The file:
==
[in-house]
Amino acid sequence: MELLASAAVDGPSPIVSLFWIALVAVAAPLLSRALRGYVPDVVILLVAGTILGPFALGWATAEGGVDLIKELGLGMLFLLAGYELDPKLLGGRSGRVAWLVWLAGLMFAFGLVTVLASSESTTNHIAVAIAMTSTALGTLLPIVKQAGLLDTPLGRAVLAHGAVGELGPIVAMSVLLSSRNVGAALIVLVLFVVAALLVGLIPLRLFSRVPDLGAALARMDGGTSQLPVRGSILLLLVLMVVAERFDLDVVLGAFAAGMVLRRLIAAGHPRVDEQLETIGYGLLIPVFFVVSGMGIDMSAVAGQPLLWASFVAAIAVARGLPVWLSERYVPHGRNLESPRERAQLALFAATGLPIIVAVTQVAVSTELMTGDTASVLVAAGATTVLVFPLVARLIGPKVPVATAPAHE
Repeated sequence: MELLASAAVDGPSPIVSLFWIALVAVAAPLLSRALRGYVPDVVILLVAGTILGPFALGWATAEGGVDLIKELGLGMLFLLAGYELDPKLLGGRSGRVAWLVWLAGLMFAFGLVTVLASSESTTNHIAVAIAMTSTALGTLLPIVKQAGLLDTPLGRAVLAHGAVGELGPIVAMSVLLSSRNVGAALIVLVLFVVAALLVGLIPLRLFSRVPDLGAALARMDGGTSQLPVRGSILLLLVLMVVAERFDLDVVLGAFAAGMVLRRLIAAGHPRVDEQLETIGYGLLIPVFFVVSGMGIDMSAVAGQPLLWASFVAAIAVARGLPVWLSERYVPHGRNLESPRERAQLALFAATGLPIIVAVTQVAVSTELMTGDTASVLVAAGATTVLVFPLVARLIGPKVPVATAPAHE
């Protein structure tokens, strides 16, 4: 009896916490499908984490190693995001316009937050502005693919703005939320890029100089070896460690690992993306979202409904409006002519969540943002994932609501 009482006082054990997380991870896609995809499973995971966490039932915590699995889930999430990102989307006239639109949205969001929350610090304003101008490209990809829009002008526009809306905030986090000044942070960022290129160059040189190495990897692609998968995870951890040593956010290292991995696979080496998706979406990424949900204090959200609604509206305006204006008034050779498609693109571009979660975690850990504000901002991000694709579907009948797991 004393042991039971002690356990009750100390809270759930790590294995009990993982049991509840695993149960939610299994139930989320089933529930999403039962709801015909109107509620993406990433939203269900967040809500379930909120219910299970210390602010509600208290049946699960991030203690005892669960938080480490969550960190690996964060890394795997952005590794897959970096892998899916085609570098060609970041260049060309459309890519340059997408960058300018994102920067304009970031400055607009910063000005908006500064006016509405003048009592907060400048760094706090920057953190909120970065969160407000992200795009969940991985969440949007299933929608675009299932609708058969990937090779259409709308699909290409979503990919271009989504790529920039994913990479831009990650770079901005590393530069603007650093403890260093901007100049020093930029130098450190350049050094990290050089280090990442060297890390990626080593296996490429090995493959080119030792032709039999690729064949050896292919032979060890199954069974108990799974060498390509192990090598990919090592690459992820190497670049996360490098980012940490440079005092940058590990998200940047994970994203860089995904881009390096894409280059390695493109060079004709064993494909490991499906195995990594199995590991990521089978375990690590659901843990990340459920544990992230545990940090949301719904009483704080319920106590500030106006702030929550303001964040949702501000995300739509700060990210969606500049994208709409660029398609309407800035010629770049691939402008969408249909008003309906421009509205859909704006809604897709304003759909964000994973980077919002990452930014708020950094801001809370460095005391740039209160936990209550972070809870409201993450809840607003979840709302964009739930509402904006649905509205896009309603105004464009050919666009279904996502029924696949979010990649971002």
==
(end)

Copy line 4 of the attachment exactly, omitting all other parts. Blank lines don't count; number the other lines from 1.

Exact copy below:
């Protein structure tokens, strides 16, 4: 009896916490499908984490190693995001316009937050502005693919703005939320890029100089070896460690690992993306979202409904409006002519969540943002994932609501 009482006082054990997380991870896609995809499973995971966490039932915590699995889930999430990102989307006239639109949205969001929350610090304003101008490209990809829009002008526009809306905030986090000044942070960022290129160059040189190495990897692609998968995870951890040593956010290292991995696979080496998706979406990424949900204090959200609604509206305006204006008034050779498609693109571009979660975690850990504000901002991000694709579907009948797991 004393042991039971002690356990009750100390809270759930790590294995009990993982049991509840695993149960939610299994139930989320089933529930999403039962709801015909109107509620993406990433939203269900967040809500379930909120219910299970210390602010509600208290049946699960991030203690005892669960938080480490969550960190690996964060890394795997952005590794897959970096892998899916085609570098060609970041260049060309459309890519340059997408960058300018994102920067304009970031400055607009910063000005908006500064006016509405003048009592907060400048760094706090920057953190909120970065969160407000992200795009969940991985969440949007299933929608675009299932609708058969990937090779259409709308699909290409979503990919271009989504790529920039994913990479831009990650770079901005590393530069603007650093403890260093901007100049020093930029130098450190350049050094990290050089280090990442060297890390990626080593296996490429090995493959080119030792032709039999690729064949050896292919032979060890199954069974108990799974060498390509192990090598990919090592690459992820190497670049996360490098980012940490440079005092940058590990998200940047994970994203860089995904881009390096894409280059390695493109060079004709064993494909490991499906195995990594199995590991990521089978375990690590659901843990990340459920544990992230545990940090949301719904009483704080319920106590500030106006702030929550303001964040949702501000995300739509700060990210969606500049994208709409660029398609309407800035010629770049691939402008969408249909008003309906421009509205859909704006809604897709304003759909964000994973980077919002990452930014708020950094801001809370460095005391740039209160936990209550972070809870409201993450809840607003979840709302964009739930509402904006649905509205896009309603105004464009050919666009279904996502029924696949979010990649971002």